Mount La Verna is an isolated mountain hallowed by association with Saint Francis of Assisi, situated in the centre of the Tuscan Appenines, and rising about 4000 feet above the valley of the Casentino. Its name (Latin, Alverna) is said to come from the Italian verb vernare, to make cold or freeze.
On 8 May, 1213, La Verna was given to Saint Francis by Count Orlando of Chiusi as a retreat “specially favourable for contemplation”. Thither the saint withdrew in August, 1224, to keep a forty days fast in preparation for Michaelmas, and it was while praying on the mountain-side that he received (on or about 14 September) the stigmata. Thenceforth La Verna became sacred ground, and Pope Alexander IV took it under his protection.
In 1260 a church was consecrated there in the presence of Saint Bonaventure and several bishops. A few years later the Chapel of the Stigmata was erected, through the munificence of Count Simone of Battifole, near the spot where the miracle took place. An older chapel, Santa Maria degli Angeli, which was built in 1218 for Saint Francis by Orlando, is approached from the sacristy of the Chiesa Maggiore, which was begun in 1348, but not finished until 1459. From the latter church the friars dwelling on La Verna go in solemn procession twice daily (at 2 P.M. and at midnight) to the Chapel of the Stigmata.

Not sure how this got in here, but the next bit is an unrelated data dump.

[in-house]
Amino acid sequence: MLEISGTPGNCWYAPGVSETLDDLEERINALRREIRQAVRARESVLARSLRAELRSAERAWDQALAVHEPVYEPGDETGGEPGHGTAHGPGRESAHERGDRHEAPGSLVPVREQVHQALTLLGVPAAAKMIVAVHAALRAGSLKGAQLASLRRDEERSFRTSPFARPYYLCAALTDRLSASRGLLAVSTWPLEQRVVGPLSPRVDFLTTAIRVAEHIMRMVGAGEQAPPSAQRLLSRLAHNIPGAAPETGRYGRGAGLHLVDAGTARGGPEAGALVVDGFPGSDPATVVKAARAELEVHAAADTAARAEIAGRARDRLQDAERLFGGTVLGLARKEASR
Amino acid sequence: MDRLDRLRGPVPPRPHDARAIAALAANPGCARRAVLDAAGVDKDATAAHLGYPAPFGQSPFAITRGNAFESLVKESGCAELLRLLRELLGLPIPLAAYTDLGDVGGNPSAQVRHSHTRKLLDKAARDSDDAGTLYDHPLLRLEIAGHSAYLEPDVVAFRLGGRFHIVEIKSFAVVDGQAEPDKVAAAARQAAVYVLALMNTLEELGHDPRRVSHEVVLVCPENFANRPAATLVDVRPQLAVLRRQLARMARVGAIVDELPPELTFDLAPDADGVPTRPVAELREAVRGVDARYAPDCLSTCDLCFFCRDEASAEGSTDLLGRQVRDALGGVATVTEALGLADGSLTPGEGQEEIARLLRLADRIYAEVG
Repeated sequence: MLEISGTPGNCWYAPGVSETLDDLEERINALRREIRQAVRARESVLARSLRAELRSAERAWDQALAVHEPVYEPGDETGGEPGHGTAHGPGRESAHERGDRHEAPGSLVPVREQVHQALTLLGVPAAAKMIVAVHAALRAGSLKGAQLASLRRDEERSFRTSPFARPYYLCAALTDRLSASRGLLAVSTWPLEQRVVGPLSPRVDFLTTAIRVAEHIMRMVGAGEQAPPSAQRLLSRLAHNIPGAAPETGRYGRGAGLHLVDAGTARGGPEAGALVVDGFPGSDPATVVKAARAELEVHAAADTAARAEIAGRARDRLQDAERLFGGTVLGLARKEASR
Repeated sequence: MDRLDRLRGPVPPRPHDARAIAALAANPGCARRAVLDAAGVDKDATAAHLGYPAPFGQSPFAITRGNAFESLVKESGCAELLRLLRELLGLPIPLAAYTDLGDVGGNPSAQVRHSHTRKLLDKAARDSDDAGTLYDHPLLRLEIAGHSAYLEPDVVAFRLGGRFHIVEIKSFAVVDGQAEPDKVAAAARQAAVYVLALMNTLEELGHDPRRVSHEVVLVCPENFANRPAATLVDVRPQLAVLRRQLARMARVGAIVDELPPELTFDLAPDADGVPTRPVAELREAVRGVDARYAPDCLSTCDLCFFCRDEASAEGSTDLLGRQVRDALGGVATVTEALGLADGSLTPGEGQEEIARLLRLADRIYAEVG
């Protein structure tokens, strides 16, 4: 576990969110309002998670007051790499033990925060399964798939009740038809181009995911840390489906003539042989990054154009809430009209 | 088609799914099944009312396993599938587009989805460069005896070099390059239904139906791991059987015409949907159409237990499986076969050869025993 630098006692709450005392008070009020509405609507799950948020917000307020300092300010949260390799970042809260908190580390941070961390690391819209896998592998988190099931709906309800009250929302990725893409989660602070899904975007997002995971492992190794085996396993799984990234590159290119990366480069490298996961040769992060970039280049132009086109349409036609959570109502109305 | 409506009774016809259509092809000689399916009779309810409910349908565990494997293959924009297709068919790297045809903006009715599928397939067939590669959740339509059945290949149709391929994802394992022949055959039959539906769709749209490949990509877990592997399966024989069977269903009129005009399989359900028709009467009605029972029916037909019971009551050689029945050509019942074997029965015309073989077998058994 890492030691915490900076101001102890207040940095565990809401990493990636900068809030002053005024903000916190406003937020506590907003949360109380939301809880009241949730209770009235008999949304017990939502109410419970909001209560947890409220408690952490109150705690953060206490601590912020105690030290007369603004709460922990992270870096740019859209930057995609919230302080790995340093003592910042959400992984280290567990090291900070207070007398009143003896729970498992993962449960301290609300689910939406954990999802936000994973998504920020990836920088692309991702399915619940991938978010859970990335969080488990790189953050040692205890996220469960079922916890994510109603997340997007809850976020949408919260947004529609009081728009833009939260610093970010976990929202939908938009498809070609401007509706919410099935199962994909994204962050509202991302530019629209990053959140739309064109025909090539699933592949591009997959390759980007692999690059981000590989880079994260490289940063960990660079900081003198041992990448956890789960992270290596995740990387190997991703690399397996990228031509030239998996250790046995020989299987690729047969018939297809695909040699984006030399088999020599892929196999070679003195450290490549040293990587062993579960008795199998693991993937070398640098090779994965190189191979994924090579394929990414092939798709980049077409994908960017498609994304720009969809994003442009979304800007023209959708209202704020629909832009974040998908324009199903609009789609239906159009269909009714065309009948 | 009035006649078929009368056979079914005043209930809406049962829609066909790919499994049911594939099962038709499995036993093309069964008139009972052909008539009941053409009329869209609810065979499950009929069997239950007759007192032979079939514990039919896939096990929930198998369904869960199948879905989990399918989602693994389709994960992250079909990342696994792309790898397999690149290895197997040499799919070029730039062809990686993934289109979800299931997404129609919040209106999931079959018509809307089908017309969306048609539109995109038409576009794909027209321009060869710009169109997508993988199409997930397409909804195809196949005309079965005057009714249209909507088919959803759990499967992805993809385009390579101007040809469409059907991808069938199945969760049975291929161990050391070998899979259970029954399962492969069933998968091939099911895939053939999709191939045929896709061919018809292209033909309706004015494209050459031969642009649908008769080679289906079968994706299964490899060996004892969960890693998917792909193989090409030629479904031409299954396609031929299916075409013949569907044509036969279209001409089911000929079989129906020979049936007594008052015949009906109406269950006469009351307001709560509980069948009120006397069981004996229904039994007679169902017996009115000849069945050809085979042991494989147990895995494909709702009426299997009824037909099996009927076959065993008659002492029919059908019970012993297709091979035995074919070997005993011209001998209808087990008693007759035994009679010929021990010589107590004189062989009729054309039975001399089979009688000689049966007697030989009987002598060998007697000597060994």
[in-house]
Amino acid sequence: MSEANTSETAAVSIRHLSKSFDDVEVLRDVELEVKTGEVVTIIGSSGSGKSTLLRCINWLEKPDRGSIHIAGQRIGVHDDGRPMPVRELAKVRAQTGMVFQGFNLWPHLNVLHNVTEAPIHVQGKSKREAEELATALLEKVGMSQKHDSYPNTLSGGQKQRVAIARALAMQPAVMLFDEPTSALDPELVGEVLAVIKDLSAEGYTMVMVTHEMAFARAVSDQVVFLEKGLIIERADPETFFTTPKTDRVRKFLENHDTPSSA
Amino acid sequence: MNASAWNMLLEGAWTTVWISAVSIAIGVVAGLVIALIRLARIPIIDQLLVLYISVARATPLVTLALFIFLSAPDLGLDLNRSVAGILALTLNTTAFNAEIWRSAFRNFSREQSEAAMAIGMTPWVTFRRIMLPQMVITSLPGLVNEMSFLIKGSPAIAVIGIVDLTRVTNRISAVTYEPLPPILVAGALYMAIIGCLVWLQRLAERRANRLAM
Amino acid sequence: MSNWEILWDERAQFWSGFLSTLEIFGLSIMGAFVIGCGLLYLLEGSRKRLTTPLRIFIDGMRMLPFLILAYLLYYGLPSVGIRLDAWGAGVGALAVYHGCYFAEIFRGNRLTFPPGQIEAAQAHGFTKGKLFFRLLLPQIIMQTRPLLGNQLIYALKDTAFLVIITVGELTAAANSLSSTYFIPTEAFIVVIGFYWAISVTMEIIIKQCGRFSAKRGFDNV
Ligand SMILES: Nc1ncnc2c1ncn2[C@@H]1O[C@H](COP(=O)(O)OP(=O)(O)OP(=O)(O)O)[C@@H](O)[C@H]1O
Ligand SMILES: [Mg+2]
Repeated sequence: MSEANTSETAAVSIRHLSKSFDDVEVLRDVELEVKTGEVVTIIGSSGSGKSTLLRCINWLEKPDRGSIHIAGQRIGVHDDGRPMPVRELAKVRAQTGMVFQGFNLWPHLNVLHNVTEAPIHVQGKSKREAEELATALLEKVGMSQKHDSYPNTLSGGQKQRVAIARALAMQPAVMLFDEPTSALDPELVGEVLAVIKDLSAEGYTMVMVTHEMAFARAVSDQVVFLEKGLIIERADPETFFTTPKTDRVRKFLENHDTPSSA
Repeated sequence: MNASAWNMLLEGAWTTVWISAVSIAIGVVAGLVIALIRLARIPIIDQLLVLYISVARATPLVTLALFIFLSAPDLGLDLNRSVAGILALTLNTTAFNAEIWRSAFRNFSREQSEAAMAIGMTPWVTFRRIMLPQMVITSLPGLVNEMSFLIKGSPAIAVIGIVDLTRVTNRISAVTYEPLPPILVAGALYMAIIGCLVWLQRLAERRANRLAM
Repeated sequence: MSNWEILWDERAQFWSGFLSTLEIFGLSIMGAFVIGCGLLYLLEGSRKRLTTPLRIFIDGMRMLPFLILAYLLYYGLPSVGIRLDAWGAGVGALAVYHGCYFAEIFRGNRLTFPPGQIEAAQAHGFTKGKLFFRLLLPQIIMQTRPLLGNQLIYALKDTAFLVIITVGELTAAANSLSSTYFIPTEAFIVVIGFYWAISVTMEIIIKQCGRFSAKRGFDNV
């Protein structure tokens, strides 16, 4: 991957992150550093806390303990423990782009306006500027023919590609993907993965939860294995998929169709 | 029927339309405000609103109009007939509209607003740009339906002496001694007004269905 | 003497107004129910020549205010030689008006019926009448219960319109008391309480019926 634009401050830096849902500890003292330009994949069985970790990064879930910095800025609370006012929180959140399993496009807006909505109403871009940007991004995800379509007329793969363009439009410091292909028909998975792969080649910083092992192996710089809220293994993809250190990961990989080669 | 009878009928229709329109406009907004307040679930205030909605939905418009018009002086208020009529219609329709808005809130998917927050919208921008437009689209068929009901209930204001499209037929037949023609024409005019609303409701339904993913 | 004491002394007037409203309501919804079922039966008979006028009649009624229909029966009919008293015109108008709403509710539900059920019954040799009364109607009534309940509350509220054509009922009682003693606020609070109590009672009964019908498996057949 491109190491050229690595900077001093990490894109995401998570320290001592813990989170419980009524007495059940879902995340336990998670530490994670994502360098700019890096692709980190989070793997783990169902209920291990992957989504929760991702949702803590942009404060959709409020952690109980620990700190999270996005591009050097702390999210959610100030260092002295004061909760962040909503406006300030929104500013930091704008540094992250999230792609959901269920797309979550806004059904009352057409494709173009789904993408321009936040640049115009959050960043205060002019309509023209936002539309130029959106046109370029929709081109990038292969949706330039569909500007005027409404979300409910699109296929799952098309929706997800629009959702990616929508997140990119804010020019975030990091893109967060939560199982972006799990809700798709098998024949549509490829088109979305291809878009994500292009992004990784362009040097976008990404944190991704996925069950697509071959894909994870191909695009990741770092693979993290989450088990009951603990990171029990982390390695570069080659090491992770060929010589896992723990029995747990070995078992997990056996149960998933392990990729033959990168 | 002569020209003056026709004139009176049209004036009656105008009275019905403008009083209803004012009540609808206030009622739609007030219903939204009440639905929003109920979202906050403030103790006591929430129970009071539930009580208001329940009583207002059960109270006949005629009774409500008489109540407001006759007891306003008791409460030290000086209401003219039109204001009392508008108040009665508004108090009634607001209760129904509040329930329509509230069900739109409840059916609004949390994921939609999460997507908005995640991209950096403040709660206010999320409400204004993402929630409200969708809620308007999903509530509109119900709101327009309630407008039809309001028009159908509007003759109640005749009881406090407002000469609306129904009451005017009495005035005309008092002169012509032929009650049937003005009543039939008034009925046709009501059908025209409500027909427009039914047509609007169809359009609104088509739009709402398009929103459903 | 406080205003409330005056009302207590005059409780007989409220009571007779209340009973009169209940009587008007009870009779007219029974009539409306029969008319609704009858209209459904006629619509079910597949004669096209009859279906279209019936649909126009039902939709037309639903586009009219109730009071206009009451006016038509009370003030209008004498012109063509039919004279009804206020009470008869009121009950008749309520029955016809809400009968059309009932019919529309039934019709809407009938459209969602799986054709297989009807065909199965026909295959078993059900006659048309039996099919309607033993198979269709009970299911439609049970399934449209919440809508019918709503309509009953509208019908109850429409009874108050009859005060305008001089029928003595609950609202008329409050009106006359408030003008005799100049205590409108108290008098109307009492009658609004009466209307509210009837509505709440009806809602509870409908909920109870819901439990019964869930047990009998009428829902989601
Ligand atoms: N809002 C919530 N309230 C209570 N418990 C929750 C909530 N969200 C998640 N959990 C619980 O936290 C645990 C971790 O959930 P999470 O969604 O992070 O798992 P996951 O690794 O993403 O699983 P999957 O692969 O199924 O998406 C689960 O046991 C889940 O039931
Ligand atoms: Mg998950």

On the Feast of the Stigmata (17 September) and on other festivals, large crowds of priests with their people from neighbouring parishes, as well as strangers, visit the mountains, and on such occasions the friars often accommodate and entertain between 2000 and 3000 pilgrims. The convent was partly destroyed by fire in the fifteenth century; it suffered desecration also during the wars of this century.
In 1810, and again in 1866, the friars were expelled as a consequence of the suppression of religious orders. At present they are in possession of La Verna, which belongs, however, to the municipality of Florence.
(Source: Taken entirely from The Catholic Encyclopedia, 1913; in the public domain)